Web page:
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No advertising on social media platforms with reviews generated via sweepstakes!

“Advertising with ratings on social media platforms that are given in return for participation in a sweepstakes is unfair. It can be assumed that a sweepstake offer will generate a significant number of reviews. The Higher Regional Court of Frankfurt am Main (OLG) therefore prohibited the advertising of the defendant whirlpool seller in a judgment published today,” ruled the Higher Regional Court of Frankfurt am Main!

Both parties in the lawsuit commercially sell hot tubs. The defendant offered a prize draw for a luxury whirlpool via Facebook. The text said

“How you can win? Simple: like, comment, share this post; like or rate our page. Every action gets you a raffle ticket and increases your chance to win.”

The plaintiff, on the other hand, considers it anticompetitive for the defendant to advertise ratings that were submitted in this manner in exchange for participation in a sweepstakes. The Regional Court also saw it that way and ordered the defendant to refrain from advertising with ratings if these ratings were influenced by enabling participation in the sweepstakes in return for submitting a rating.

As in the previous summary proceedings(see this post), the appeal against this decision was unsuccessful before the Higher Regional Court. The OLG ruled that advertising with the ratings in question here was misleading and thus unfair. In principle, statements by third parties in advertising have an objective effect and are therefore generally valued more highly than the advertiser’s own statements. Therefore, advertising with paid recommendations is inadmissible. A customer who makes a recommendation must be free and independent in his judgment.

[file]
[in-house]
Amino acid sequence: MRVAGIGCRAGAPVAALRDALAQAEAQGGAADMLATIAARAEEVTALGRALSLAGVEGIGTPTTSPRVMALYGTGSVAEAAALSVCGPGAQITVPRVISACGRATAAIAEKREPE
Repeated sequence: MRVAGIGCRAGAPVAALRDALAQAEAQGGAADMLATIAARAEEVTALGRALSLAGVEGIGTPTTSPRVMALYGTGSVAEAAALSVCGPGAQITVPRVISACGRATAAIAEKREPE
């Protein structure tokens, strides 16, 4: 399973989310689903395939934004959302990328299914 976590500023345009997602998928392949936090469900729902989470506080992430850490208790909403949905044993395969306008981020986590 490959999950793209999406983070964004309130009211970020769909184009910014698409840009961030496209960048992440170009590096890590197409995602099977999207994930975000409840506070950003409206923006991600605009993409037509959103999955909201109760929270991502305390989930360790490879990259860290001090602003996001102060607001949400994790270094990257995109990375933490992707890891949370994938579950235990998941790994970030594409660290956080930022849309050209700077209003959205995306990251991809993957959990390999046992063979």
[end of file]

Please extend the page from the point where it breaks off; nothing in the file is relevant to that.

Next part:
Here, the defendant advertises with its Facebook ratings and the good average score achieved there. However, some of the assessments had not been made freely and independently. Rather, it is to be assumed that a not inconsiderable proportion of the ratings were only submitted because the rating was “rewarded” by participation in the competition. “It is obvious that the evaluation on the occasion of the lottery is rather positive. This does not constitute a “paid” recommendation in the literal sense of the word. Nevertheless, the evaluations are not to be regarded as objective,” the OLG states.

In this context, it was also not important for the plaintiff to provide concrete evidence of which evaluations were prompted by the lottery. “It is namely obvious without further ado that a considerable number of evaluations was generated by the sweepstake offer,” reasons the OLG.

The judgment is not final. The defendant may seek permission to appeal to the Federal Court of Justice by filing a complaint against non-admission.

By the way, you can find a few more tips about sweepstakes in this article.

Marian Härtel

Marian Härtel

Marian Härtel is a lawyer and entrepreneur specializing in copyright law, competition law and IT/IP law, with a focus on games, esports, media and blockchain.

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